Presumably, based on the newly created norms, countries where multinational corporations operate business will actively tax profits which had been previously overlooked due to the absence of a permanent establishment. Considering this likely trend, multinational corporations subject to the OECD Agreement should take a keen interest in its specific terms.
1. Expansion of the Scope of Application
The OECD Agreement has expanded the scope of corporations that are subject to taxation in two ways.
The first is the expansion of applicable industries. As mentioned earlier, initial discussions surrounding the new international tax system revolved around multinational ‘digital’ service providers, but the scope of the proposed system has now expanded to include multinational manufacturing companies whose core business is simply the transaction of goods. In other words, not only digital service providers but any corporation whose main business is manufacturing could also be taxed by a country in which its markets are located (except for mining and financial services).
Second, the OECD Agreement plans to expand the scope of application by lowering the ‘global sales standard’ for judging target companies. It has been agreed that the target of the new tax system shall be any multinational corporation with a global consolidated turnover of more than €20 billion (equivalent to about 27 trillion won in Korean currency) that has a profit margin above 10% (i.e. profit before tax/revenue). In addition, it should be noted that depending on the success of this new taxation system, the G7 and OECD will further consider lowering the global sales threshold of the applicable companies from €20 billion to €10 billion 7 years after implementation.
2. Double Taxation
If the revenue sourcing standards of the OECD agreement are not meticulously designed, global companies are likely to face the problem of double taxation. Although the OECD Agreement clearly recognizes that the introduction of a new tax system should prevent double taxation for individual multinational corporations, it does not suggest specific measures to prevent this problem from arising. Moreover, considering that the market-located countries are expected to impose aggressive taxation policies based on the new system, multinational corporations will solely suffer the damage caused by double taxation if they fail to thoroughly comprehend the new norms.
V. Trends of the Korean Government in Relation to the New International Tax System
The Korean government fully expects and intends to increase tax revenues through the OECD Agreement since it can now validly tax multinational corporations doing business in its territory. Still, the Korean government acknowledges that it will have to share the authority to tax multinational corporations headquartered in Korea with other countries in which those corporations also operate.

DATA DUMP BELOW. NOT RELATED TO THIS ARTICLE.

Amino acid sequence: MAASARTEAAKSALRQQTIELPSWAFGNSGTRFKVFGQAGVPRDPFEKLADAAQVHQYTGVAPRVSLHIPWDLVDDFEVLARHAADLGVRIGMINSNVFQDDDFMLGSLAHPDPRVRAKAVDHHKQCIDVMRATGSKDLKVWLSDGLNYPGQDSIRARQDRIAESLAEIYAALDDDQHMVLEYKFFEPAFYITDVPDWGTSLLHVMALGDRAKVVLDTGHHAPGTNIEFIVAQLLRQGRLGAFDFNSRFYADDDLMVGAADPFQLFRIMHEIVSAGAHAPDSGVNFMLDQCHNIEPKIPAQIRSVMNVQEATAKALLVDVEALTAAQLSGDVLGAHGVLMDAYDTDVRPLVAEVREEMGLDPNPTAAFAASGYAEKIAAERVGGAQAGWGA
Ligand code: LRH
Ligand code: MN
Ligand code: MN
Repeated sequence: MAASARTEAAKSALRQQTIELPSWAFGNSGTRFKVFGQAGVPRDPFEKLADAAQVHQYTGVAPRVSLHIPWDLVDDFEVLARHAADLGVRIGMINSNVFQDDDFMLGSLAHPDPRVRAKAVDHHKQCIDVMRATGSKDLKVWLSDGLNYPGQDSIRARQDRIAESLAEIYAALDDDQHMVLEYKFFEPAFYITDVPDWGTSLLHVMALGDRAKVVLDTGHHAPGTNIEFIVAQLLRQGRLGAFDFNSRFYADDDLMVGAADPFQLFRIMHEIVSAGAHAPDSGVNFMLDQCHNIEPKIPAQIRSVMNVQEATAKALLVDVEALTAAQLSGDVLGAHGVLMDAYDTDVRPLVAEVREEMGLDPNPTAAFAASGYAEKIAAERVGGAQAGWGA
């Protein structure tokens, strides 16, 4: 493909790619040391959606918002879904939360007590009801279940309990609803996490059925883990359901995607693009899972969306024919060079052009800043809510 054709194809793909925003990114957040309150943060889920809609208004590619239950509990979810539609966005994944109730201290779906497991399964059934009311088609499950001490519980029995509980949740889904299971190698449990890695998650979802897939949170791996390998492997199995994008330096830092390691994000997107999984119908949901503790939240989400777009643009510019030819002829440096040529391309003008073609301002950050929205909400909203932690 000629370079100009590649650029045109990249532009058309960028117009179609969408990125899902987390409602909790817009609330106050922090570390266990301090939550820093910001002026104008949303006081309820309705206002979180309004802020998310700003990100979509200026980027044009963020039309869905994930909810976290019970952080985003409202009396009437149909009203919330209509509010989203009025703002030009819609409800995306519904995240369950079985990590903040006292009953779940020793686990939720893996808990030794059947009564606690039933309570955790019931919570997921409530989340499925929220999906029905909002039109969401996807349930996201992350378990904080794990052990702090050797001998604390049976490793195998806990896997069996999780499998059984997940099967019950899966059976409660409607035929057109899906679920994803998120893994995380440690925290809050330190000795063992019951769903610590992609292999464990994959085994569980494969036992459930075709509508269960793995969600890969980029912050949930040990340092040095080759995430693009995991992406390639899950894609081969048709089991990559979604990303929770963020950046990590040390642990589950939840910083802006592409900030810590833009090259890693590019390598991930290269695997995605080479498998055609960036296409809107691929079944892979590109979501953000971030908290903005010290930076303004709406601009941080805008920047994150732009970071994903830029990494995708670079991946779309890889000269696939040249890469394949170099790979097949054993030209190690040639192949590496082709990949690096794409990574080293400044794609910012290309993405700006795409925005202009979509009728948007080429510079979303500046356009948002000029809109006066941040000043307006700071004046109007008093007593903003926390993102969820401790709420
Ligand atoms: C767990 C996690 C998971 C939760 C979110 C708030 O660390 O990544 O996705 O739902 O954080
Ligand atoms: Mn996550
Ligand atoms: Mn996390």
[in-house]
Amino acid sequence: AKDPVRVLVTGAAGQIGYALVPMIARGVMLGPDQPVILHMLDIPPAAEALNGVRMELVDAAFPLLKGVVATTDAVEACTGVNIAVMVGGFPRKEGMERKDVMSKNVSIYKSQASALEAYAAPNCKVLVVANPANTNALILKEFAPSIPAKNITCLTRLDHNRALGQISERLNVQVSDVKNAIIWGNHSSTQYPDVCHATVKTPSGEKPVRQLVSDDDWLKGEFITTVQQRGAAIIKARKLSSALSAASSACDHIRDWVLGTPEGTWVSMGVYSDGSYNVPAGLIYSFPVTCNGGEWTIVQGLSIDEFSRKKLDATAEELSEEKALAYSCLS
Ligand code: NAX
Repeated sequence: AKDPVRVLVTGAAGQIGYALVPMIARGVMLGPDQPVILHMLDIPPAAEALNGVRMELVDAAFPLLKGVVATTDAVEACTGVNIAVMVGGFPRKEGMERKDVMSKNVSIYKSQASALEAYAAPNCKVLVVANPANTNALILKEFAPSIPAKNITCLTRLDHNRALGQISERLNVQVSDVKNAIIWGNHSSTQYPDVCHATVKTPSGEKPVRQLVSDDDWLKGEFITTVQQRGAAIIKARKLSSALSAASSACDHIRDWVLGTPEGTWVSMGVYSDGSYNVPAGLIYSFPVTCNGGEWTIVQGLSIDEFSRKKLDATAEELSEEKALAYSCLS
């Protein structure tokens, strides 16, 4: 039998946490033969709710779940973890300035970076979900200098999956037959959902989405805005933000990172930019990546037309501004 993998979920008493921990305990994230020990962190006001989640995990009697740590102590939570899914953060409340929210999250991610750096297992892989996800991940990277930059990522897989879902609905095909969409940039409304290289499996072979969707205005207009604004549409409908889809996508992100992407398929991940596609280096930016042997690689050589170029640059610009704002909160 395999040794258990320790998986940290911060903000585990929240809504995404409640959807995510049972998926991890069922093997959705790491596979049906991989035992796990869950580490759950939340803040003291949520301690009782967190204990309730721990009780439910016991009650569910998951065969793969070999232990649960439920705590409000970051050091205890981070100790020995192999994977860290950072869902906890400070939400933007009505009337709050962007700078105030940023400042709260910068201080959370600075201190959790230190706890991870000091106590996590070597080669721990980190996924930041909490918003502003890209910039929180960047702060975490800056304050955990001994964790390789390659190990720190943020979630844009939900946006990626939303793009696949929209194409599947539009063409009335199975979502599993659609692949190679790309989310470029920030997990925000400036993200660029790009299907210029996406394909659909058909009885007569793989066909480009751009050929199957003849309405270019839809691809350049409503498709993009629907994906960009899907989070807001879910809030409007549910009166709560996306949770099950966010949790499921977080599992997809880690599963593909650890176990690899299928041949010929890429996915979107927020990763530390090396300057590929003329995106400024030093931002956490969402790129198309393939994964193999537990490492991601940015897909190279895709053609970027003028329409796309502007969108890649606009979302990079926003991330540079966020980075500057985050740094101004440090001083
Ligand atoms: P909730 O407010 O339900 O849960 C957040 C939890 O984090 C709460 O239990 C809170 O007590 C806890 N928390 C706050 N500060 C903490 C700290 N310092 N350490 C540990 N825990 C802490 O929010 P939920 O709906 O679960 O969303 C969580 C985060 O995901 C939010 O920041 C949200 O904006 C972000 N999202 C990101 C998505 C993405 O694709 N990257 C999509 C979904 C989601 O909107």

Crucially, the Republic of Korea is a member of the IF BEPS Council, which consists of a total of 24 countries, and can participate in all IF BEPS steering committees and working-level meetings.
In particular, the latest IF BEPS Council meeting revealed that the Korean government’s New International Tax Standards Division (newly established in February 2021) under the Tax and Customs Office of the Ministry of Economy and Finance is designing the domestic taxation system in line with the establishment of new international tax rules.
1 For more information, see OECD/G20 Inclusive Framework on BEPS, Base erosion and profit shifting, <> accessed 19 August 2021.
2 For more information, see G7 Finance Ministers and Central Bank Governors Communiqué, <> accessed 19 August 2021.
3 For more information, see OECD BEPS, International collaboration to end tax avoidance, <> accessed 19 August 2021. 4 For more information, see OECD/G20 Base Erosion and Profit Shifting Project, Statement on a Two-Pillar Solution to Address the Tax Challenges Arising From the Digitalisation of the Economy, <> accessed 19 August 2021.
About mr. Joo Hyun PARK
Joo Hyun (Julian) Park is an attorney-at-law and a member of Yulchon’s Dispute Resolution Group, specializing in international disputes. Mr. Park received his LL.B. from Seoul National University and his J.D. from Hanyang University Law School. He has also completed coursework for the S.J.D. degree at the Graduate School of Law, Seoul National University, with a focus on International Transaction Law.
Park started out his legal career as a judge advocate in the Korean Air Force and the Ministry of National Defense. Afterwards and immediately prior to joining Yulchon, Mr. Park worked for the National Board of Audit and Inspection and International Legal Affairs Division at the Ministry of Justice. As a consequence of these diverse experiences, he has expertise in responding to administrative regulations of the Korean government and risk management for overseas companies investing in Korea. Currently at Yulchon, Mr. Park practices primarily in the areas of international/domestic litigation and international arbitration, and also provides legal advice on international transactions and trade.
He is reachable via email at